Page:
Laptop backlight converted from CCFL to LED


[Lee Davison] acquired an Acer laptop that didn’t have a display anymore. He had enough parts on hand to add in an LCD panel and give it a CCFL backlight. But when he started looking for an inverter to drive the backlight he couldn’t find one. What he did have on hand were some smashed screens that had LED backlights and so the CCFL to LED backlight conversion project was born.

He tore into the LED display and found the driver board. Unfortunately he didn’t locate the datasheet for the exact LED driver, but he found one that was similar and was able to trace out the support circuitry on the PCB. This let him cut away the unneeded parts of the board without damaging the driver. He didn’t want to pull out the CCFL tubes until he was sure the LED conversion would work so he tried it out on another smashed panel (where does he come up with all these parts) and it worked great. Once he got everything in place he was very happy with the results. The only drawback to the system is that he doesn’t have the ability to dim the backlight.

Apple MagSafe cord repair


[Tommy Ward] had a big problem with the cord for his laptop power supply. This thing’s not cheap so he figured out a way to fix the frayed cord on his Apple MagSafe. He asserts that the shortened rubber collar on the plug end of the cord is to blame for this type of damage. We think rough use may have something to do with it too, but having had to repair our own feline-damaged power cords we’re not about to start pointing fingers.

To pull off an appropriate fix [Tommy] pries apart the case housing the power converter. This lets him get at the solder connections of the cord. After removing it from the circuit board he clips off the damaged portion of the cable. To reuse the strain relief grommet he drilled out the old portion of wire and insulation, making room for the undamaged cable to pass through, adding a cable tie on the inside to aide in strain relief. The last part of the fix involves gluing everything back together.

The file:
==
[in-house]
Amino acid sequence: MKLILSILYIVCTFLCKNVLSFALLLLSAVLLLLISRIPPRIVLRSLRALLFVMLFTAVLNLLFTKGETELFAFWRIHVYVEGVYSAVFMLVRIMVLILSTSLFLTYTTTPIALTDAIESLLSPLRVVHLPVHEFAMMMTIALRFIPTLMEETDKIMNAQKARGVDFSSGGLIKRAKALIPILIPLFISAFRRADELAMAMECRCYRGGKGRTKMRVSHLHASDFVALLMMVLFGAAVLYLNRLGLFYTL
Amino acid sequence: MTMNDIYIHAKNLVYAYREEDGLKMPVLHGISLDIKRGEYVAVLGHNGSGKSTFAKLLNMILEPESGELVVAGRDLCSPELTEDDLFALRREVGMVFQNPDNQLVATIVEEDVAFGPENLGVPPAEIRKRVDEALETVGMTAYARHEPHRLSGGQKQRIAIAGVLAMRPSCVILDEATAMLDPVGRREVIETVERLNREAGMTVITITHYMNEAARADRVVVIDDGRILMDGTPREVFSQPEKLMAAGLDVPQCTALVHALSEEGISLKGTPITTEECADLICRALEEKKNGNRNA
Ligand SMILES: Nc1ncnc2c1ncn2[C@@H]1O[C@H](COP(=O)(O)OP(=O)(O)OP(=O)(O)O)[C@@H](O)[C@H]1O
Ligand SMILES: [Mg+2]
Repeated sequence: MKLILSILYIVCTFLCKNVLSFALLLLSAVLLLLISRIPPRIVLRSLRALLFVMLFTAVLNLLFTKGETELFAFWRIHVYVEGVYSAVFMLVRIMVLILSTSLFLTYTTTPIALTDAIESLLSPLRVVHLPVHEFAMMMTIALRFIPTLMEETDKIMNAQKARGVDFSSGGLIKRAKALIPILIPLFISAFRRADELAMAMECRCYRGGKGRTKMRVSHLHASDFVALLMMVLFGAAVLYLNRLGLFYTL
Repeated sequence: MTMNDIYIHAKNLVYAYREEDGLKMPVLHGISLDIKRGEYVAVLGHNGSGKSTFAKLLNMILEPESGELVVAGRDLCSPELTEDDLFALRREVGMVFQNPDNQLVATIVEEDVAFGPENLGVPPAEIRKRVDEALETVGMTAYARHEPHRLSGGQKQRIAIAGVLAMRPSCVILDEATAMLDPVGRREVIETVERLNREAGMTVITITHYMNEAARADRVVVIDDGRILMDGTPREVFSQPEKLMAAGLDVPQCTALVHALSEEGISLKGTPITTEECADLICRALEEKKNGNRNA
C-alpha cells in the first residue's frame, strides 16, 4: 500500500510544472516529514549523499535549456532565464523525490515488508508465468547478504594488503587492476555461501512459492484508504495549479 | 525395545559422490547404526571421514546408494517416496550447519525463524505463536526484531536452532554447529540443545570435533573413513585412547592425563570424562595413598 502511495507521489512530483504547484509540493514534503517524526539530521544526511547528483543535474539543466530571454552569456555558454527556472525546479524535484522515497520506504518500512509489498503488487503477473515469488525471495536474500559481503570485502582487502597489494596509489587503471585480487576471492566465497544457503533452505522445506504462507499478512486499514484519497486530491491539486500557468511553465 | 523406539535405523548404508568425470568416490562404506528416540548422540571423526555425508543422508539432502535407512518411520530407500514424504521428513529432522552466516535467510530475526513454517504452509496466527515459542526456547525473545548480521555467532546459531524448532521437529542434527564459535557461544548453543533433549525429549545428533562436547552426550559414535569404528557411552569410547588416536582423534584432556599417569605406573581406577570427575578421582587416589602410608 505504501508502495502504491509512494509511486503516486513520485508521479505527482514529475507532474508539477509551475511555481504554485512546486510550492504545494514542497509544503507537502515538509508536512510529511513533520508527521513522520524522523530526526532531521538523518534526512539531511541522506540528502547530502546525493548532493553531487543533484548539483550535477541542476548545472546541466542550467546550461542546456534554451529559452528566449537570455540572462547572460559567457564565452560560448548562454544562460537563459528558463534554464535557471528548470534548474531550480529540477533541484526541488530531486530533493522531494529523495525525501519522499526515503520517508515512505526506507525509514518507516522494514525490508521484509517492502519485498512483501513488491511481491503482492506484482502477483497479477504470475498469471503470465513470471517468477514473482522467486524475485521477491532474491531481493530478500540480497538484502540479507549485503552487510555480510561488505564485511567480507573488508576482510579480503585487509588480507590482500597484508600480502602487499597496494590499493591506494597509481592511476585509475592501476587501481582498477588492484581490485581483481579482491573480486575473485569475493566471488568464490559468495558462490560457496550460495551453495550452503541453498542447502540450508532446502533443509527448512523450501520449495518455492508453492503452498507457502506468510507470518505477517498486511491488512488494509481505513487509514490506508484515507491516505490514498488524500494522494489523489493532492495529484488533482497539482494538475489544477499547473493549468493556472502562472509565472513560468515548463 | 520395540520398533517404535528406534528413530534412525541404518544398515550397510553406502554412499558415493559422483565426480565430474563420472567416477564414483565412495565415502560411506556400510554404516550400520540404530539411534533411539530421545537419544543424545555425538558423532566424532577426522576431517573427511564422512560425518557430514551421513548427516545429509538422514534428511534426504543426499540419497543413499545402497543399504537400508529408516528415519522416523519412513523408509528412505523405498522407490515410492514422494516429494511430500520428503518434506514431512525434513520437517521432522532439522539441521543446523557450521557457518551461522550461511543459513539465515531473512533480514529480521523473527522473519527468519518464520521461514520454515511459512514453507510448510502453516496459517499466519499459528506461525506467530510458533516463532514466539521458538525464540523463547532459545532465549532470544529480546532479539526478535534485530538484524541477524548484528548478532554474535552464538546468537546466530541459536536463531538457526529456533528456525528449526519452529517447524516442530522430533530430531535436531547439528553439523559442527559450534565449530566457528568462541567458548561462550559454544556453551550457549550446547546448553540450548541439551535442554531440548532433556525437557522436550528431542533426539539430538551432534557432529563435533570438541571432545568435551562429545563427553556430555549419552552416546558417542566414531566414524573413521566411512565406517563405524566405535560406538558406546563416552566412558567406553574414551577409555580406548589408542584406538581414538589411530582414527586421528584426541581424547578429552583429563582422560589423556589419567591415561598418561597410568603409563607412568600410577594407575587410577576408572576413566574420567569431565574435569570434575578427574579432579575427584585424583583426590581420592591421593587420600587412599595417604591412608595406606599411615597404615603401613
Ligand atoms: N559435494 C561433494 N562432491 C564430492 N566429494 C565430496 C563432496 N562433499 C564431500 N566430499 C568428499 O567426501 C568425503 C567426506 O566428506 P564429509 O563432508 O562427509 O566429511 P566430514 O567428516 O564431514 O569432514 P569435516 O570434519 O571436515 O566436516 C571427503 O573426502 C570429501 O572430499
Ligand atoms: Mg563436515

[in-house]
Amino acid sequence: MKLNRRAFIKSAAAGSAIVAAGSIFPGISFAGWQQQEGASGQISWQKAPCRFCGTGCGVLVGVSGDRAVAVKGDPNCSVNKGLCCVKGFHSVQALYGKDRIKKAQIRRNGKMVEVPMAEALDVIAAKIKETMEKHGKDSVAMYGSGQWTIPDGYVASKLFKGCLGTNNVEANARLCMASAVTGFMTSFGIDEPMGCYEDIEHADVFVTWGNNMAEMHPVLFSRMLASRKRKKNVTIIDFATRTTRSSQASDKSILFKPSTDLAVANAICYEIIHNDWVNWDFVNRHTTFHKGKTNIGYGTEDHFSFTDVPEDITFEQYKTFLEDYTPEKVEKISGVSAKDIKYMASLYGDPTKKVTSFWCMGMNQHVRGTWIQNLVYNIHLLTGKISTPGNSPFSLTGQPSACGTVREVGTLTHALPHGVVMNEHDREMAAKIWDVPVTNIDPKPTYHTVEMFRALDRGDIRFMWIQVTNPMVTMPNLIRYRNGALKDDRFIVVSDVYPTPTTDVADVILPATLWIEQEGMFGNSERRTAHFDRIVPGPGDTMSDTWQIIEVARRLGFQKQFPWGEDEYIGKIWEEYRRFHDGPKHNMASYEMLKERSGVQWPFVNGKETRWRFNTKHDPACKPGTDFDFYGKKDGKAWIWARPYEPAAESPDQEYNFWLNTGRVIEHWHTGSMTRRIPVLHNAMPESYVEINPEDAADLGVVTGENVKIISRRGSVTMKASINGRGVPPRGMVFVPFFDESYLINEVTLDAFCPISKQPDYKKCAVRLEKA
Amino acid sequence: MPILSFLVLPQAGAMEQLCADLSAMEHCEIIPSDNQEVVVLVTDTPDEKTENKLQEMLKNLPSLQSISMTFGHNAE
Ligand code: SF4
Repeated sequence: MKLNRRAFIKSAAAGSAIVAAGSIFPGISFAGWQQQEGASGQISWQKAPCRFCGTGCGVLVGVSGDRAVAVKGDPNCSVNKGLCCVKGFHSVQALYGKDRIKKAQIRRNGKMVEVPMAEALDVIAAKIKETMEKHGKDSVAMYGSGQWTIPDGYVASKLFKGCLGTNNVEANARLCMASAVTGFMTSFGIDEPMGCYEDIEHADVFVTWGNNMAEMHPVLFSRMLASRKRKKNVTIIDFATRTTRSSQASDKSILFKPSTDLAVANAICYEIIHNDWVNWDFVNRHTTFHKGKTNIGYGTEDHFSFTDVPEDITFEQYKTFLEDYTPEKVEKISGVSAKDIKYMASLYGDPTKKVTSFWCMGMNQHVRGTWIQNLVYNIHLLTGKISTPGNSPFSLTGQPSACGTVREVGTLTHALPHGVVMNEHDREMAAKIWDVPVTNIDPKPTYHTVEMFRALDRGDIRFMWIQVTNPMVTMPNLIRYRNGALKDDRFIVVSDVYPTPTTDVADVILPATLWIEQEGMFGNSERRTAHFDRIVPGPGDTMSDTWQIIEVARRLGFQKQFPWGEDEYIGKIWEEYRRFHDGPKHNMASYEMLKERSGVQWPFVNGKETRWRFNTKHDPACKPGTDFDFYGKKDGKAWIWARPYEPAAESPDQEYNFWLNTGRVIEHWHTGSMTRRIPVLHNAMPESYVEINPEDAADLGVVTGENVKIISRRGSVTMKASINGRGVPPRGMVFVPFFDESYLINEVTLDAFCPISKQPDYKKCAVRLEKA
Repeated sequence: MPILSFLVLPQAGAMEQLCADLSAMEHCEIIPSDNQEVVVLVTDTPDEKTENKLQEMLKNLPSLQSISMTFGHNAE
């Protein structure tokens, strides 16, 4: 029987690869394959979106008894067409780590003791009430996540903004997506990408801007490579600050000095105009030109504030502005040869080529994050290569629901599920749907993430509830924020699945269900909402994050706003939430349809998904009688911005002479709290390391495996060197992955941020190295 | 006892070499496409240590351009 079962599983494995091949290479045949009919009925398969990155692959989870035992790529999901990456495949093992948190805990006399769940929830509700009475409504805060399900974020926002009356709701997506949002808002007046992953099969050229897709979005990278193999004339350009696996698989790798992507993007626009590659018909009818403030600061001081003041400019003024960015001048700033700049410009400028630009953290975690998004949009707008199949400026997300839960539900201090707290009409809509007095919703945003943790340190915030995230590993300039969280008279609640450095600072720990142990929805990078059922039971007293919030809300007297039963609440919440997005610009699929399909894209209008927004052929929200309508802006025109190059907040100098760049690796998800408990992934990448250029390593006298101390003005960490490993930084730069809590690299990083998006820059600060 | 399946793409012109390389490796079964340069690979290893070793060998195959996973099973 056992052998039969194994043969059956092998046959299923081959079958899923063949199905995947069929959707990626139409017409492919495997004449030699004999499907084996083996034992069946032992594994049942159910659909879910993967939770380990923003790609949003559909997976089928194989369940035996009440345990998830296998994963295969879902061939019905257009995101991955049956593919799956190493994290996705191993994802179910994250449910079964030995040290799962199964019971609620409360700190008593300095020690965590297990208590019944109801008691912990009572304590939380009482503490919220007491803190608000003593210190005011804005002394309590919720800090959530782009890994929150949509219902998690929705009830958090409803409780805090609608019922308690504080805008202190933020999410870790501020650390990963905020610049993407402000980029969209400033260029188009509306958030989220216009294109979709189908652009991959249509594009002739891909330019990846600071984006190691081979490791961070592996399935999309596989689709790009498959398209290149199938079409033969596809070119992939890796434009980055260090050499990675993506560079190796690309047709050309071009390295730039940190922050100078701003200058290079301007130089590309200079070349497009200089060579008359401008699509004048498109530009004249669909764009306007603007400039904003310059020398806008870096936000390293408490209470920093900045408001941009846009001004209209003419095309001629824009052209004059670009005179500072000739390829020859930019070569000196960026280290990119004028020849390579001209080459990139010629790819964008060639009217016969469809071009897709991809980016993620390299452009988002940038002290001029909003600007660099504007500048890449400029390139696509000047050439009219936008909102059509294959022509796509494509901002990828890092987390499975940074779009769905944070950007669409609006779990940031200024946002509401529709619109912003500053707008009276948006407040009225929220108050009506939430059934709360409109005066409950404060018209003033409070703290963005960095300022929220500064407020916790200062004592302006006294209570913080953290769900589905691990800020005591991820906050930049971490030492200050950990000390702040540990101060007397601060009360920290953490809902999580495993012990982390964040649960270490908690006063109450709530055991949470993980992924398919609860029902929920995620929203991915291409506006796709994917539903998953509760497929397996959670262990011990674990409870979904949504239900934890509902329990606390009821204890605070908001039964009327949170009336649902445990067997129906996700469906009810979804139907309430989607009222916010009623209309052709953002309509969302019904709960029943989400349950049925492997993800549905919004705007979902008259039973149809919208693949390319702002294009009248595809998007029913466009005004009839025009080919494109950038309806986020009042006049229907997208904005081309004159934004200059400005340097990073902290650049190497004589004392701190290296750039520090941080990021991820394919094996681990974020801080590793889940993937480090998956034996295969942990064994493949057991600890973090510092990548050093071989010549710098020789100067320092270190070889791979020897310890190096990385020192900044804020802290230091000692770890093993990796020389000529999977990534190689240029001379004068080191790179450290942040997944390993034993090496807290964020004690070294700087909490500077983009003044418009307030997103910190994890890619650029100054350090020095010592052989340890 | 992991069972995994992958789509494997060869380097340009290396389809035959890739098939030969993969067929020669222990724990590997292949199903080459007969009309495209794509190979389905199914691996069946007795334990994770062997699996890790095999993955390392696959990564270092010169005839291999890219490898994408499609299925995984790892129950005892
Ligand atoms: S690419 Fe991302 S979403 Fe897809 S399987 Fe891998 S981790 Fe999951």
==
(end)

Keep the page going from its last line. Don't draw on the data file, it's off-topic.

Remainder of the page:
If your power supply problems have to do with the computer connector itself there’s a fix for that too.

DVD power supply repair tips


This demonstration fixes the power supply of a DVD player, but the skills transcend this one application. [Alan] walks us through the process of repairing a power supply (translated) on a simple consumer electronics unit.

Obviously this starts by cracking open the dead device and verifying that the culprit is the power supply. [Alan] then removes that board from the chassis and gets down to work with a visual inspection. He’s got several images which illustrate things to look for; blistered electrolytic capacitors, cracked solder joins, scorch marks, etc. In his case there’s obviously a burnt out fuse, but that merely protects the hardware from further damage, it’s not the cause. Next he examines the diodes of the bridge rectifier. These need to be removed from the system to do so, which he accomplishes by clipping one end of each as seen above. He found that two diodes on one side of the bridge had broken down. After replacing them he tries a new fuse which immediately burns out. But a quick swap of the capacitors and he gets the thing back up and running.

We perk up every time we see this type of repair hack. We figure if we can build our own hobby electronics we should be able to fix the cheap devices like this one.

Epson projector LED mod


Projector bulbs can be incredibly expensive to replace. Sometimes it’s more cost efficient to just buy a whole new projector instead of a new bulb. [Shawn] recently found a nice deal on an ‘as is’ Epson EMP-S4 on eBay and decided to take a chance. He assumed it probably worked with the exception of the missing lamp the seller mentioned. His suspicions were correct, and one custom LED mod later, his projector was up and rolling.

Without a stock lamp installed, the projector would give an error message and shut itself off. So, the first step was to wire up a little bypass. Once that was taken care of, [Shawn] installed a 30W 2000 lumen LED and custom fit an old Pentium CPU heatsink to keep the LEDs temperature down. He also wired up the heatsink fan in parallel with the stock exhaust fan for good measure.  Optical lenses help focus the light, and some custom wiring makes the LED turn on and off just like the stock lamp would.